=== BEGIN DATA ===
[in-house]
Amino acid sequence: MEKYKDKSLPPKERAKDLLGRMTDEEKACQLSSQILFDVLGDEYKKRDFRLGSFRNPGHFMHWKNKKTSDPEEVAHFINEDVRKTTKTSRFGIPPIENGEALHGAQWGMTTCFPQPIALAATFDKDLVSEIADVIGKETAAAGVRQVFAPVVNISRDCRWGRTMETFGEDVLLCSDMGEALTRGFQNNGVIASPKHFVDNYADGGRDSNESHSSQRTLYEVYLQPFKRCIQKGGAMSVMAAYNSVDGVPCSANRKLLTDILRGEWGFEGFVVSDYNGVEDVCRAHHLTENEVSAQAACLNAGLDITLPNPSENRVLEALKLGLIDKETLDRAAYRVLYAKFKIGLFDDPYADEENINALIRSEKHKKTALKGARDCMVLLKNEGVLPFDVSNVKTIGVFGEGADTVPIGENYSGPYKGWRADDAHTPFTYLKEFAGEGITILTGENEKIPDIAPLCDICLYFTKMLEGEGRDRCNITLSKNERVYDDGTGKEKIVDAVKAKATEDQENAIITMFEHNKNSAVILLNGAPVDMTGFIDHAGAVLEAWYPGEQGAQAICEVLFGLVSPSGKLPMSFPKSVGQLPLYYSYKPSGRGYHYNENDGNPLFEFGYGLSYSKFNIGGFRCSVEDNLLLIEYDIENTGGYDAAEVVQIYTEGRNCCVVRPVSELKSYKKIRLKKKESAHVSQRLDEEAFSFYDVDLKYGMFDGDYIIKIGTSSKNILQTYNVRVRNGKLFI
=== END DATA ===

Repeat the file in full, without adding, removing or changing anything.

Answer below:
[in-house]
Amino acid sequence: MEKYKDKSLPPKERAKDLLGRMTDEEKACQLSSQILFDVLGDEYKKRDFRLGSFRNPGHFMHWKNKKTSDPEEVAHFINEDVRKTTKTSRFGIPPIENGEALHGAQWGMTTCFPQPIALAATFDKDLVSEIADVIGKETAAAGVRQVFAPVVNISRDCRWGRTMETFGEDVLLCSDMGEALTRGFQNNGVIASPKHFVDNYADGGRDSNESHSSQRTLYEVYLQPFKRCIQKGGAMSVMAAYNSVDGVPCSANRKLLTDILRGEWGFEGFVVSDYNGVEDVCRAHHLTENEVSAQAACLNAGLDITLPNPSENRVLEALKLGLIDKETLDRAAYRVLYAKFKIGLFDDPYADEENINALIRSEKHKKTALKGARDCMVLLKNEGVLPFDVSNVKTIGVFGEGADTVPIGENYSGPYKGWRADDAHTPFTYLKEFAGEGITILTGENEKIPDIAPLCDICLYFTKMLEGEGRDRCNITLSKNERVYDDGTGKEKIVDAVKAKATEDQENAIITMFEHNKNSAVILLNGAPVDMTGFIDHAGAVLEAWYPGEQGAQAICEVLFGLVSPSGKLPMSFPKSVGQLPLYYSYKPSGRGYHYNENDGNPLFEFGYGLSYSKFNIGGFRCSVEDNLLLIEYDIENTGGYDAAEVVQIYTEGRNCCVVRPVSELKSYKKIRLKKKESAHVSQRLDEEAFSFYDVDLKYGMFDGDYIIKIGTSSKNILQTYNVRVRNGKLFI